“No Name, No Shame”

by Aanya F Niaz

We are trying exhaustingly hard to not appeal to the “emotions” of our audience. The sensitivities and feelings of man have been deemed too “feminine”, and therefore rendered inappropriate for the harsh, crude and “male” world of politicians, journalists and anchors, that are in control of media today.  Do not mention the losses of the mother, the death of the brother, or the hunger of the father, claims the spastic female-phobic world of today. Instead, the emphasis is on the provision of statistics; give us the numbers of drone attacks in Pakistan, count the casualties and the number of families who have suffered loss. Furthermore, calculate their incomes so that we may provide them with ransom money, but all along, give them no names. The faces remain empty, distant and invisible – Their losses simply stacked away in the dark abysmal history of Pakistan.

If there is no name, there is no shame, seems to be the motto of today’s world. No longer does the quality of life matter; but the quantity of lives that are lost.

I suppose it is, indeed, easier to sleep at night when the dead have no identity. Perhaps it is convenient to move forward without accepting the loss of humanity. Mostly, gathering courage to continue on the same path is only possible because those who are dying are not our own. But the truth is, they are. These are our very own Pakistani brothers and sisters, who, sitting atop mountains in unknown valleys see bloodshed on a daily basis. They are compelled to evacuate their homes and isolate their assets and run barefoot along barren streets leading to nowhere. Pakistan has become a hub of nothingness; where the most familiar terms have become ‘terrorism’ and ‘immunity’. Our mouths no longer remain open in horrific awe when we hear of an explosion; we simply carry on with our mundane lives, talking, pointing fingers and blaming the rest for the profound darkness we reside in. Never pointing our fingers at ourselves, never.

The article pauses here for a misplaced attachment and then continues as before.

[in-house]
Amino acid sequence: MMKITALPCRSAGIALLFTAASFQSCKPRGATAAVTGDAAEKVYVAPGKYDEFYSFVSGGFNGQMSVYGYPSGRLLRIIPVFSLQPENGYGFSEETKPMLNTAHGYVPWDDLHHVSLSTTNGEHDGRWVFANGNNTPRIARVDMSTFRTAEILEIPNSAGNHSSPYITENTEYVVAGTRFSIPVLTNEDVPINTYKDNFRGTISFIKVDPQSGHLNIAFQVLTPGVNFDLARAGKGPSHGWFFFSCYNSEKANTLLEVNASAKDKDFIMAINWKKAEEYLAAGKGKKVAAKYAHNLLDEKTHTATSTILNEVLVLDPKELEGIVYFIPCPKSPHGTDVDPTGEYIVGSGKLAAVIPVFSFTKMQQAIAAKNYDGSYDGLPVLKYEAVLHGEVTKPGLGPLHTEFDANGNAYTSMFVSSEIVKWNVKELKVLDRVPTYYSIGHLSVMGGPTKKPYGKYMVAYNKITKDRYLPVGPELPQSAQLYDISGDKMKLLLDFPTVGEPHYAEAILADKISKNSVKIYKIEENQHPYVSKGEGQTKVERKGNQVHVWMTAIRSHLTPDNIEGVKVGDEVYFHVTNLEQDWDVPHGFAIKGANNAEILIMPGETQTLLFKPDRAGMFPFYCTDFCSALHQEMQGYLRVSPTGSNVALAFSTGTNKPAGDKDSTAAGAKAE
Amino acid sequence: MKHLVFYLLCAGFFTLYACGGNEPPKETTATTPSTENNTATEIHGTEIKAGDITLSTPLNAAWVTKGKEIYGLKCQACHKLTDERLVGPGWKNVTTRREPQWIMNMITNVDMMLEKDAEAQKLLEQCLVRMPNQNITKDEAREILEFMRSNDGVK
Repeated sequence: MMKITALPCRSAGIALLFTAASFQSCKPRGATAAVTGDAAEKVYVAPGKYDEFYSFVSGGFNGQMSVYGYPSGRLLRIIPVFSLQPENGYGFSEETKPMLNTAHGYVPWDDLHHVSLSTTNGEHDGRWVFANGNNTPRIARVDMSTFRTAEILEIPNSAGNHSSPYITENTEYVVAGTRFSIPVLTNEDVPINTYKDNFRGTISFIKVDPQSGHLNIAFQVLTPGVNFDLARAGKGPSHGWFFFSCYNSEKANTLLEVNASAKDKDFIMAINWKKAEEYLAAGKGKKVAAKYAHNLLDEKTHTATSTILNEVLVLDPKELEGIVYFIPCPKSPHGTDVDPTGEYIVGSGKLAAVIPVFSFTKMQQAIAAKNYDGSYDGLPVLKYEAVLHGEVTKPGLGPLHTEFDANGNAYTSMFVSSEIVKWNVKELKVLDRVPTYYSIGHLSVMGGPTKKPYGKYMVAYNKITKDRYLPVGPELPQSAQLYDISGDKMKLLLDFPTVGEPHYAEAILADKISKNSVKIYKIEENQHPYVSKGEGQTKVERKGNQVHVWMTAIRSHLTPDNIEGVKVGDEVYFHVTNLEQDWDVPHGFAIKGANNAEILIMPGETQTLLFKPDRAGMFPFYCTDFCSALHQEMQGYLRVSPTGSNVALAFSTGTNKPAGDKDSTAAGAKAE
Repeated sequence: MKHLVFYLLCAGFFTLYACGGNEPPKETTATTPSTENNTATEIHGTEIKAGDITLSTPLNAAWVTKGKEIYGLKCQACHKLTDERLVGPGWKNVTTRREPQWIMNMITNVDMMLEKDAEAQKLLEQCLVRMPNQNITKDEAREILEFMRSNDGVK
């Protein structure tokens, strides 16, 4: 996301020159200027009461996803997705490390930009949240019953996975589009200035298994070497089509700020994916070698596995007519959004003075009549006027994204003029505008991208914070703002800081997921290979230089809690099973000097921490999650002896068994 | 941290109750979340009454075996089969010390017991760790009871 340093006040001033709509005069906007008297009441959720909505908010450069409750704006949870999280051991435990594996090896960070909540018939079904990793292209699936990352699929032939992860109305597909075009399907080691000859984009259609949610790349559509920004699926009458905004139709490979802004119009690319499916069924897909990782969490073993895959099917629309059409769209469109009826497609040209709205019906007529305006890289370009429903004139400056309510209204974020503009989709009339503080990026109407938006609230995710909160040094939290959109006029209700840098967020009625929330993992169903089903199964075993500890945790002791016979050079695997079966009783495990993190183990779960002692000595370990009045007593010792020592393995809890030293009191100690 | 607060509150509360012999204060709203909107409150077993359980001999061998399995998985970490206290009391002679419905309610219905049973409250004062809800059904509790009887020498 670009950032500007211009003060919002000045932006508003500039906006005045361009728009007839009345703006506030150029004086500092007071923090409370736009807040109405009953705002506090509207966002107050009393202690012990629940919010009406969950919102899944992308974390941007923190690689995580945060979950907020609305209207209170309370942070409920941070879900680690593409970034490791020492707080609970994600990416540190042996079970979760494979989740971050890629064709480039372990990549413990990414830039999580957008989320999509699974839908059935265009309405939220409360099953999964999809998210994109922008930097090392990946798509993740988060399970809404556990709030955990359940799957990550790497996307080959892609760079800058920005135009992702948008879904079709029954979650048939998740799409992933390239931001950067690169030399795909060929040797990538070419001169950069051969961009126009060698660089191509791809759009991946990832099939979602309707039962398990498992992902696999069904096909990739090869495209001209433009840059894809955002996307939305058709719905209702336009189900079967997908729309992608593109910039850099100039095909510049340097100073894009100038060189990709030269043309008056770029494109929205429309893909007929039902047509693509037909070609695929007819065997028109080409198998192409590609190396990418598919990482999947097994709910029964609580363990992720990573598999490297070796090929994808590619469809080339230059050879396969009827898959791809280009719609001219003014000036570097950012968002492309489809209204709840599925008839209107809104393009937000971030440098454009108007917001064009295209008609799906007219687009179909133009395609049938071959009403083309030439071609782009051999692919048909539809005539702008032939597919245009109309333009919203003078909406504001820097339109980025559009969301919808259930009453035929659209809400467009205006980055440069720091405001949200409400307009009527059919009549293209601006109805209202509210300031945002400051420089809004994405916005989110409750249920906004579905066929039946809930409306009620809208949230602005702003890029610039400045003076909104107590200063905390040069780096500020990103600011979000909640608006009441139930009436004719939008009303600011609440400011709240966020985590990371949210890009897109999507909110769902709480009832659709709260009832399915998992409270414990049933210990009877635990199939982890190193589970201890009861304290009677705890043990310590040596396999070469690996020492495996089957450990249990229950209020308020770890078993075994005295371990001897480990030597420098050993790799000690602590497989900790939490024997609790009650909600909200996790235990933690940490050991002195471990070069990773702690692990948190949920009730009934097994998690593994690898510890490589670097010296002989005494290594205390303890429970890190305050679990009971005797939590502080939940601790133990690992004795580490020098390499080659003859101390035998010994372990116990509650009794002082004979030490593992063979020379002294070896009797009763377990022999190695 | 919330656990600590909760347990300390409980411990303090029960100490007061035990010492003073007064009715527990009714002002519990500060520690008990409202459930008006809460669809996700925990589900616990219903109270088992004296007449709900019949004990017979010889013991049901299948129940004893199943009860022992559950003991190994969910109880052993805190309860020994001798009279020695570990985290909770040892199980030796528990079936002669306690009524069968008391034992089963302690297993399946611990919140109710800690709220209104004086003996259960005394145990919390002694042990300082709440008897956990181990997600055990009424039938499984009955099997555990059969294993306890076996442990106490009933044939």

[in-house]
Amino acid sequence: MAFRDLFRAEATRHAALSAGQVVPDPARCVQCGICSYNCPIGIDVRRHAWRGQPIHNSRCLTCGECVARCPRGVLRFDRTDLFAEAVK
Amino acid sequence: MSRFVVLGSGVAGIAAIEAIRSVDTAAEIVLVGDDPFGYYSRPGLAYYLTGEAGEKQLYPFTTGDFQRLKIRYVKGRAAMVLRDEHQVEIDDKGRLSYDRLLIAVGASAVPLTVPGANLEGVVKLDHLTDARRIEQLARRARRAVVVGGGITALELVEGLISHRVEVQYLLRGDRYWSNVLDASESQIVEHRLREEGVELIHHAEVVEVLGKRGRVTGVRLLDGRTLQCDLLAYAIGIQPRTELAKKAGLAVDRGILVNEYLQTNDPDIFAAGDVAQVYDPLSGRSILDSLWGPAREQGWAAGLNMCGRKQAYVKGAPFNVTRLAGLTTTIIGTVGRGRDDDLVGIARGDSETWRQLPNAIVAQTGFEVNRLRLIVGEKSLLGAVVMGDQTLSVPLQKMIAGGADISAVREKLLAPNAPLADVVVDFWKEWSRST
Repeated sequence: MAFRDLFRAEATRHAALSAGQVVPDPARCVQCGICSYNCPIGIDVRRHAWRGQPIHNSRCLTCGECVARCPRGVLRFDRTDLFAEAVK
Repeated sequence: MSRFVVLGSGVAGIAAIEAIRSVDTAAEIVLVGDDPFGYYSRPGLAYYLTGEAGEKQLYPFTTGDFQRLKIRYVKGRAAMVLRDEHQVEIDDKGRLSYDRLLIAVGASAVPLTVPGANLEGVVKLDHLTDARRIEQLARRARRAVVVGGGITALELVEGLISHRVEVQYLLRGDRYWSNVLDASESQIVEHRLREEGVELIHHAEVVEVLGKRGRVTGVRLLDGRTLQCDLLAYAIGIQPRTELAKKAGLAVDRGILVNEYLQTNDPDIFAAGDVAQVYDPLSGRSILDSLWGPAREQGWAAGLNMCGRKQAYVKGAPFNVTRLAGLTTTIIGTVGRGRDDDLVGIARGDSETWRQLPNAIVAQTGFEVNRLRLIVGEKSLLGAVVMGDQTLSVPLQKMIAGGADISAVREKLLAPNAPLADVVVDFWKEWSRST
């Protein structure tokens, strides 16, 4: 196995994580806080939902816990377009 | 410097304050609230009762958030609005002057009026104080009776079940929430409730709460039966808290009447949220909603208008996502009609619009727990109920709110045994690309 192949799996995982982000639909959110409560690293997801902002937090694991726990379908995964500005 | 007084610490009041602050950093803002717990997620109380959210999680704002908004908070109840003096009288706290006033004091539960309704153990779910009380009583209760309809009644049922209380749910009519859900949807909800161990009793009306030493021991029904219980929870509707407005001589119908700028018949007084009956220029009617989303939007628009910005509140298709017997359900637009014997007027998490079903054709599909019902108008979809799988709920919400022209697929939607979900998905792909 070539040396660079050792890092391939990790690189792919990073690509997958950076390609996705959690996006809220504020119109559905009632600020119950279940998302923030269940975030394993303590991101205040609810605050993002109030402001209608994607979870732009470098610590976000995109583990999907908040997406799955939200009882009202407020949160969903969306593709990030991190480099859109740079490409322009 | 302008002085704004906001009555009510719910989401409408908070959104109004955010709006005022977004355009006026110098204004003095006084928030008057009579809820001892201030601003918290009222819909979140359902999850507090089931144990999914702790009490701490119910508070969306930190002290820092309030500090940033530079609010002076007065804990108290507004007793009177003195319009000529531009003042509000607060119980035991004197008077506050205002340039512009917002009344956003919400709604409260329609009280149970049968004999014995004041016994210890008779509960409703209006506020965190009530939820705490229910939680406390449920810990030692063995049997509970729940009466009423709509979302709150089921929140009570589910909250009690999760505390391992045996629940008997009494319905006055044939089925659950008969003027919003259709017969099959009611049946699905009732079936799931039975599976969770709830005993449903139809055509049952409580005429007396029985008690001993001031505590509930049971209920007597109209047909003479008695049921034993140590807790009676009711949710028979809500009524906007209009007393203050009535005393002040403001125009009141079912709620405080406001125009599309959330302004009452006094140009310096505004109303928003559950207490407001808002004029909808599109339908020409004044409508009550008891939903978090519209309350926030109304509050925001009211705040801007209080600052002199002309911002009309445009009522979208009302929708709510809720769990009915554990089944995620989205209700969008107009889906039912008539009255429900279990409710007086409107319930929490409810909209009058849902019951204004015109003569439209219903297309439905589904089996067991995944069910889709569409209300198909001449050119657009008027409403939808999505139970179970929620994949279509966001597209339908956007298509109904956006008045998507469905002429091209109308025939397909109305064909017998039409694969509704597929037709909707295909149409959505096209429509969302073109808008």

But, the bare and rotten truth is, if we do not give our brothers and sisters a name, then tomorrow we may be the ones at loss – If we do not take a stand for them today, then how can we hold them accountable for not doing the same for us tomorrow. If we are so shameless, defining terrorism as a distant act, then when the bomb hits us hard, we will bleed alone and Pakistan will not save us. We have to save Pakistan first. That’s just the way it goes.

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